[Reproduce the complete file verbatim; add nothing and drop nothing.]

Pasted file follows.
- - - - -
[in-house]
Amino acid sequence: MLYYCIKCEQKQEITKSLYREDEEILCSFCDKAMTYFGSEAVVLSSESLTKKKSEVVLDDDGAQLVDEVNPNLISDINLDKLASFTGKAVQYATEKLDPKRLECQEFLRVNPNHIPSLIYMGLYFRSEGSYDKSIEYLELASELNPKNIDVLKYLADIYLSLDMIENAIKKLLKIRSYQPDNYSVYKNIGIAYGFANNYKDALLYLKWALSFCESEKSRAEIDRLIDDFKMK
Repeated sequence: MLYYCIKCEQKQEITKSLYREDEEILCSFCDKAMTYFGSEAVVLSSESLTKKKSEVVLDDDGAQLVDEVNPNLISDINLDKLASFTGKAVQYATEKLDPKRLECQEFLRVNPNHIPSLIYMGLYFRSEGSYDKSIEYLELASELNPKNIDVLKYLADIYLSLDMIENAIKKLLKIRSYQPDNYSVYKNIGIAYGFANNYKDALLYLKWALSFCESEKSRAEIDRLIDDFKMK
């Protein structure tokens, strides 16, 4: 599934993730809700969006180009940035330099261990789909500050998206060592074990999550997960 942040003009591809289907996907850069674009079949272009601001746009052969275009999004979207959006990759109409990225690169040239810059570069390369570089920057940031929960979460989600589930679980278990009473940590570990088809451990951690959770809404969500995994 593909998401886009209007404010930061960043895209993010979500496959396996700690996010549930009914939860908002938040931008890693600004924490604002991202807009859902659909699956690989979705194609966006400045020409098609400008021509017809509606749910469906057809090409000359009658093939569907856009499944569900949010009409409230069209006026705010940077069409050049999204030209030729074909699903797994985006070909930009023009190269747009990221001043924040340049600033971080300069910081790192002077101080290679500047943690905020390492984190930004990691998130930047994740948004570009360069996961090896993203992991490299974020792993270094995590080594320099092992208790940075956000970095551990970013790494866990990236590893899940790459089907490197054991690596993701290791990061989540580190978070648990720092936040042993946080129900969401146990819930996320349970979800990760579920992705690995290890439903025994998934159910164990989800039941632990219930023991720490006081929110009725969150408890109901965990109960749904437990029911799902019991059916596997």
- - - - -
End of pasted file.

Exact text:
[in-house]
Amino acid sequence: MLYYCIKCEQKQEITKSLYREDEEILCSFCDKAMTYFGSEAVVLSSESLTKKKSEVVLDDDGAQLVDEVNPNLISDINLDKLASFTGKAVQYATEKLDPKRLECQEFLRVNPNHIPSLIYMGLYFRSEGSYDKSIEYLELASELNPKNIDVLKYLADIYLSLDMIENAIKKLLKIRSYQPDNYSVYKNIGIAYGFANNYKDALLYLKWALSFCESEKSRAEIDRLIDDFKMK
Repeated sequence: MLYYCIKCEQKQEITKSLYREDEEILCSFCDKAMTYFGSEAVVLSSESLTKKKSEVVLDDDGAQLVDEVNPNLISDINLDKLASFTGKAVQYATEKLDPKRLECQEFLRVNPNHIPSLIYMGLYFRSEGSYDKSIEYLELASELNPKNIDVLKYLADIYLSLDMIENAIKKLLKIRSYQPDNYSVYKNIGIAYGFANNYKDALLYLKWALSFCESEKSRAEIDRLIDDFKMK
């Protein structure tokens, strides 16, 4: 599934993730809700969006180009940035330099261990789909500050998206060592074990999550997960 942040003009591809289907996907850069674009079949272009601001746009052969275009999004979207959006990759109409990225690169040239810059570069390369570089920057940031929960979460989600589930679980278990009473940590570990088809451990951690959770809404969500995994 593909998401886009209007404010930061960043895209993010979500496959396996700690996010549930009914939860908002938040931008890693600004924490604002991202807009859902659909699956690989979705194609966006400045020409098609400008021509017809509606749910469906057809090409000359009658093939569907856009499944569900949010009409409230069209006026705010940077069409050049999204030209030729074909699903797994985006070909930009023009190269747009990221001043924040340049600033971080300069910081790192002077101080290679500047943690905020390492984190930004990691998130930047994740948004570009360069996961090896993203992991490299974020792993270094995590080594320099092992208790940075956000970095551990970013790494866990990236590893899940790459089907490197054991690596993701290791990061989540580190978070648990720092936040042993946080129900969401146990819930996320349970979800990760579920992705690995290890439903025994998934159910164990989800039941632990219930023991720490006081929110009725969150408890109901965990109960749904437990029911799902019991059916596997």